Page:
This KLIA tried to do. Last year, KLIA initiated talks with British Airways, Qantas and Lufthansa to try to win these airlines back. All three airlines said they were staying put in Singapore.
“You have two massive airports within an hour’s flying of each other and a relatively limited home market,” says one airline spokesman, “someone’s bound to lose out.”
Malaysia Airlines’ stronger financial position and Air Asia’s new growth should be good for the airport but it may not be enough.
One factor moving against KLIA is the current trend of airlines joining global alliances such as Star Alliance, Oneworld and SkyTeam. Malaysia Airlines is currently not a member of any alliance and this could limit the size of passenger and cargo traffic that move through KLIA.
Joining an alliance gives an airline access to new markets but it also allows airlines to co-operate in marginal markets and cut out unnecessary duplication in service through so-called “code-shares”. With uncertain economic skies and a global airline industry in turmoil, airlines have been more willing to cut out loss making routes.
An industry analyst says that these alliances have resulted in major airlines consolidating their long haul operations in key hubs while local alliance partners carry their passengers on to regional destinations via these hubs.
KLIA is a good example of these alliances in action. The departure boards display logos and flight numbers of airlines such as American, Northwest and Lufthansa. But the American flight is strangely bound for Tokyo, Northwest is headed for Amsterdam and Germany’s Lufthansa ends in Bangkok. The fact is it is all a bit of illusion - their planes never touch down at KLIA.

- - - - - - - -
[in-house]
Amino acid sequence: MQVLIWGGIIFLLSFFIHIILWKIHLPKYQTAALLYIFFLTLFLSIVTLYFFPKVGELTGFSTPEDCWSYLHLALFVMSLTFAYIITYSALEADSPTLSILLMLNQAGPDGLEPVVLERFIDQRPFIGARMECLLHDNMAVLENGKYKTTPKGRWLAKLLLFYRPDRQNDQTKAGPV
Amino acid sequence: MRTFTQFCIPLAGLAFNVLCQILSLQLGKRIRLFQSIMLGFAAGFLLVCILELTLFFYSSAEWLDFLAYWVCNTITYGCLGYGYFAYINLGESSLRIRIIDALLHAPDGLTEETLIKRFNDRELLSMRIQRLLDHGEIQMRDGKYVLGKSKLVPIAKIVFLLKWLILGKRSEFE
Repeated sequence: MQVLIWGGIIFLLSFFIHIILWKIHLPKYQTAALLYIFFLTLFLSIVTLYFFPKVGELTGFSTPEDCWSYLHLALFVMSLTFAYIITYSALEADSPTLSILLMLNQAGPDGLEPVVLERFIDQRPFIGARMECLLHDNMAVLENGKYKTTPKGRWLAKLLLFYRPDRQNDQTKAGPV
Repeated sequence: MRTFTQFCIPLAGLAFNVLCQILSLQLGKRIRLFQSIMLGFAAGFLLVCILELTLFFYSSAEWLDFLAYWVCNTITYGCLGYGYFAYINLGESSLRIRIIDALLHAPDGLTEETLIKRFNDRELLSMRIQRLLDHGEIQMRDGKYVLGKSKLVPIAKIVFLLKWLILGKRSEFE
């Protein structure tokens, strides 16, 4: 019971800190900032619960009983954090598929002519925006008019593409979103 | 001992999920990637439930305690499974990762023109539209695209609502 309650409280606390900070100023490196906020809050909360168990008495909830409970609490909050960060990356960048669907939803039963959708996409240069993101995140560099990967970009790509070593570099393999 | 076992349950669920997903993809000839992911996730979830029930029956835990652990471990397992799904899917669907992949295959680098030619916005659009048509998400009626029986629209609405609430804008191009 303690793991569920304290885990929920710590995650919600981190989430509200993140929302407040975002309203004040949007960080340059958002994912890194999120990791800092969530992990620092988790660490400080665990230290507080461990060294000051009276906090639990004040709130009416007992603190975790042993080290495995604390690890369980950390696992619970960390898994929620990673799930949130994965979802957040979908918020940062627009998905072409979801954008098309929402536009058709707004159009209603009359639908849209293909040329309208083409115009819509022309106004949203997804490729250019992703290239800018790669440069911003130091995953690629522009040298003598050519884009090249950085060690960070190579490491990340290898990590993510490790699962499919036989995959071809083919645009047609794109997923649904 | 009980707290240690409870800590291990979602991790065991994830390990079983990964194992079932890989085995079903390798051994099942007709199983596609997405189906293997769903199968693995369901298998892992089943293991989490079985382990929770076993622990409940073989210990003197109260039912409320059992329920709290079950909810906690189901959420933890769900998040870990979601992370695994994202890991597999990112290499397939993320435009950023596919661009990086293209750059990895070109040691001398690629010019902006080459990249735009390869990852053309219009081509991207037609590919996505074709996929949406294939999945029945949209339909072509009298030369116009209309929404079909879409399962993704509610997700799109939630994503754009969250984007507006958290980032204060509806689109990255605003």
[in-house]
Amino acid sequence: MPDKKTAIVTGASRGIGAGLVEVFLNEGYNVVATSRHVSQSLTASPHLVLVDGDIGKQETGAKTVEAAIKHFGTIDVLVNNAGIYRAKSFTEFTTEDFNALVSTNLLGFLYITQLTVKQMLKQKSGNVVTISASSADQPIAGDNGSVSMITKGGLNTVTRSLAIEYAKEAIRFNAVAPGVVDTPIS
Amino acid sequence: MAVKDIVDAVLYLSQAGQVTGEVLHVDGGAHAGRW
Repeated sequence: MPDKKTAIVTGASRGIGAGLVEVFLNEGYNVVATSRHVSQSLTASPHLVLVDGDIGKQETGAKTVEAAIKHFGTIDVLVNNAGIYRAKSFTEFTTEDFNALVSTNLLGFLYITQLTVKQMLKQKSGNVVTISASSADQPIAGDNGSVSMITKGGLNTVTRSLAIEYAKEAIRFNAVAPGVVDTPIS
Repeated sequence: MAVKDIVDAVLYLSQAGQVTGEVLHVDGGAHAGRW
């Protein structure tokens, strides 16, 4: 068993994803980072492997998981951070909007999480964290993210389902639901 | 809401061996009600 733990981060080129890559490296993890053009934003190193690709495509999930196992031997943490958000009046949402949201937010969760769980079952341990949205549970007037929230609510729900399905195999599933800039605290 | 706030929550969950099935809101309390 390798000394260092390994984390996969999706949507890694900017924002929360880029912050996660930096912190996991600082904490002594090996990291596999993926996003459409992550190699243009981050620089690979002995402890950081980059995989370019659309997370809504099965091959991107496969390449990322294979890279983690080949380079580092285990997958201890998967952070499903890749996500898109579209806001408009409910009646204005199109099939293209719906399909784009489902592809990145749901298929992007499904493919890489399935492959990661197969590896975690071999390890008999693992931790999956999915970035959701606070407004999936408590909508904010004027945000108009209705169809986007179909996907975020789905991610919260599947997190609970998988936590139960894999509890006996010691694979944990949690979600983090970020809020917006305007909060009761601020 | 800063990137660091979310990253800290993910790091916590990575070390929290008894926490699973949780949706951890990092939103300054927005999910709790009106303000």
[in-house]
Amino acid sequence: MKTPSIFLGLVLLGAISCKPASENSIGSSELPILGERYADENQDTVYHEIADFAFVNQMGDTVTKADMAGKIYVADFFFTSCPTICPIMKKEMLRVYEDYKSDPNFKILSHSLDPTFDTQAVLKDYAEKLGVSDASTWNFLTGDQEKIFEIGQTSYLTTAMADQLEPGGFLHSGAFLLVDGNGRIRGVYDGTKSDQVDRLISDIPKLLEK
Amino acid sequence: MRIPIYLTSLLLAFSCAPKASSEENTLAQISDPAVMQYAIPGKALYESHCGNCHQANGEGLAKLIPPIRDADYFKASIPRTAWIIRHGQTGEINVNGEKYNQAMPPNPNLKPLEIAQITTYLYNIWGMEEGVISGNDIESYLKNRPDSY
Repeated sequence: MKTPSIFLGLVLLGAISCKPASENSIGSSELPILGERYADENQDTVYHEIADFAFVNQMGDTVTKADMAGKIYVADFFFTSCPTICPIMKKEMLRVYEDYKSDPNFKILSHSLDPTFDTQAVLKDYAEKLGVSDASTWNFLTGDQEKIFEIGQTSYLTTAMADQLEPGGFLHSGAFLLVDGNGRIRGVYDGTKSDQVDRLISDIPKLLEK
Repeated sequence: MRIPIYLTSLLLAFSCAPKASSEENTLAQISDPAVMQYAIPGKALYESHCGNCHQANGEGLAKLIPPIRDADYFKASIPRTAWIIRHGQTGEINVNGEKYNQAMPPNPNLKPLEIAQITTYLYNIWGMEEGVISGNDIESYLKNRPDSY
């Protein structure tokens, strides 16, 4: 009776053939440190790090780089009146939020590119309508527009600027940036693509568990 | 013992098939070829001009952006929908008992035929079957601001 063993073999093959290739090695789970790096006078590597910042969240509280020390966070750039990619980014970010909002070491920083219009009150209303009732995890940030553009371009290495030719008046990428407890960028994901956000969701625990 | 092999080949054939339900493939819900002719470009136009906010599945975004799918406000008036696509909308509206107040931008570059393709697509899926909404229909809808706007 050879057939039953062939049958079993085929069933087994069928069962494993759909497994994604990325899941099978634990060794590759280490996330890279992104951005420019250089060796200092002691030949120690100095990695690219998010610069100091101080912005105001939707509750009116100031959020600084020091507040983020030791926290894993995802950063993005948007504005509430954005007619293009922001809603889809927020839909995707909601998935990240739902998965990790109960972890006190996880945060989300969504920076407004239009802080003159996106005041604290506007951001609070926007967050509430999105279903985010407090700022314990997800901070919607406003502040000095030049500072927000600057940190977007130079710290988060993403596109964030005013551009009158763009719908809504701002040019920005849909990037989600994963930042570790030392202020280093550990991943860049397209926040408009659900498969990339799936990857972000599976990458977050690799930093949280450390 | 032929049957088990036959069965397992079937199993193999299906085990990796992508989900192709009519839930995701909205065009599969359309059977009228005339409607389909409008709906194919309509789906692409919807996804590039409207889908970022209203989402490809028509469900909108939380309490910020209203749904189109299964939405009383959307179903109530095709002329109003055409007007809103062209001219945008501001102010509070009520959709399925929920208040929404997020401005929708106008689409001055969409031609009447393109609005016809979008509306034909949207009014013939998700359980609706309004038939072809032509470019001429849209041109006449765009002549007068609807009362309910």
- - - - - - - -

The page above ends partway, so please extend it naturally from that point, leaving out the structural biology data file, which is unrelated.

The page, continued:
“These airlines place their codes on alliance partner flights and channel passengers through their partner’s hubs like Singapore, Bangkok, Hong Kong or Tokyo,” says the industry analyst. “That’s the way of the future.”
It is no wonder then that the only major airlines increasing frequencies to KLIA have been those with successful hubs of their own in the region.
In the end, KLIA seems to be caught in a catch-22 situation. It needs more flights and airlines for connectivity, and airlines will not come in because there is not enough connectivity.
Although none of the major carriers say that they would definitely not return to the airport, no one gave firm commitments to fly in either.
BA/Qantas’ Thompson says both airlines will “continue to monitor the situation at KLIA”. He nevertheless stresses that KLIA needs to establish a close dialogue with the airlines, and adjust to market conditions and the needs of the airlines.
All Nippon Airways says coming back to KLIA is “always a possibility” but the airline is now concentrating on lucrative markets like China.
With uncertain economic and geopolitical skies impacting both business and tourism, and with continuing and new competition from airports in the region all wanting to be hubs, the outlook for KLIA looks challenging. Coupled with that, the airport is beset with other woes too, including well reported cases of security breaches, baggage pilferage and delivery and other inefficiencies.
A major airline, which is part of a global alliance, says: “The infrastructure at KLIA seems perfect but that’s not the reason why we serve an airport.”